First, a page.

Thursday, September 3, 2015

When Will I Learn To Love Charters...

I'm probably a liberal. Or at least liberalish. I've never worried too much about what political label I'm supposed to wear. But I feel liberal enough to respond to Jonathan Alter's piece in the Daily Beast, "Why Liberals Should Learn To Love Charter Schools."

If you want to read a fact-based takedown of Alter's piece with a clear explanation of why he's wrong about pretty much everything, I recommend Mercedes Schneider's piece.

But for my part, I'm going to address the question implied by Alter's piece-- what would it take for me to love charter schools? After all, I'm not categorically opposed to them on principle. My aunt ran a "free school" in Connecticut decades ago, and it was pretty cool. I have a friend whose son has been seriously assisted by cyber school, and I know a few other similar stories. I think it's possible that charter schools could be an okay thing. But the charter systems we have now in this country are so very, very terrible I can't even like them a little, let alone love them.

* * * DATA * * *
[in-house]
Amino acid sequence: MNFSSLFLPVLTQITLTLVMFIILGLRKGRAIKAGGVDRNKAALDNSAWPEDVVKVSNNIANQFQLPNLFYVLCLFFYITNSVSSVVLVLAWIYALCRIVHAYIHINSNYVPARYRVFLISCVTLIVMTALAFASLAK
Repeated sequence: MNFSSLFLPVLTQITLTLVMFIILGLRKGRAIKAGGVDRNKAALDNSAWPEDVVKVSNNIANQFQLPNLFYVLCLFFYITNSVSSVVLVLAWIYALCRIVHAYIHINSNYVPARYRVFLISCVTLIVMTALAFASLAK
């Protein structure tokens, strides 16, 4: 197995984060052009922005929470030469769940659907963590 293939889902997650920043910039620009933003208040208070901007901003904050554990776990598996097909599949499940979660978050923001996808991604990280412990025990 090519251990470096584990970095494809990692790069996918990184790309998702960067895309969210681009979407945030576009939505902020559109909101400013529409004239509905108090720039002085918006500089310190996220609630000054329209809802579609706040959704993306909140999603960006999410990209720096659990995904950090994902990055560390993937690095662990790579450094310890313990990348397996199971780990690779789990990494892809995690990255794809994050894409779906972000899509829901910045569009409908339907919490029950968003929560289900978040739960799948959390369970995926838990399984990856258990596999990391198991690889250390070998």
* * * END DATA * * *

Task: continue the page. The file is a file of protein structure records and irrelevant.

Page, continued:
So when will I love charter schools?

I will love them when they're fully accountable.

Public schools have to account for every dollar spent, every student who falls under their jurisdiction. Charter schools are only "public" when it's time to be paid. The rest of the time they are non-transparent and non-accountable. We have charter scandals over and over and over and over again in which somebody just makes off with a pile of money, or isn't really providing services they claim to be, or doesn't really have a plan in place. This is bananas!

We're learning that in the New Orleans Wide World O'Charters, nobody is accountable for the students. A school can purge a child from its records by essentially saying, "Yeah, she went somewhere" without even having to confirm what happened to  the student. In New Orleans, there are thousands of students missing-- school authorities literally do not know where those children are.

Charter schools will be accountable when they are just as transparent and just as accountable as public schools. Financial records completely open to the public. All meetings of governing bodies completely open to the public. And run by people who must answer to the public and whose first responsibility is not to the nominal owners of the school, but to the actual owners of the school-- the people who pay the bills and fund the charter-- the taxpayers.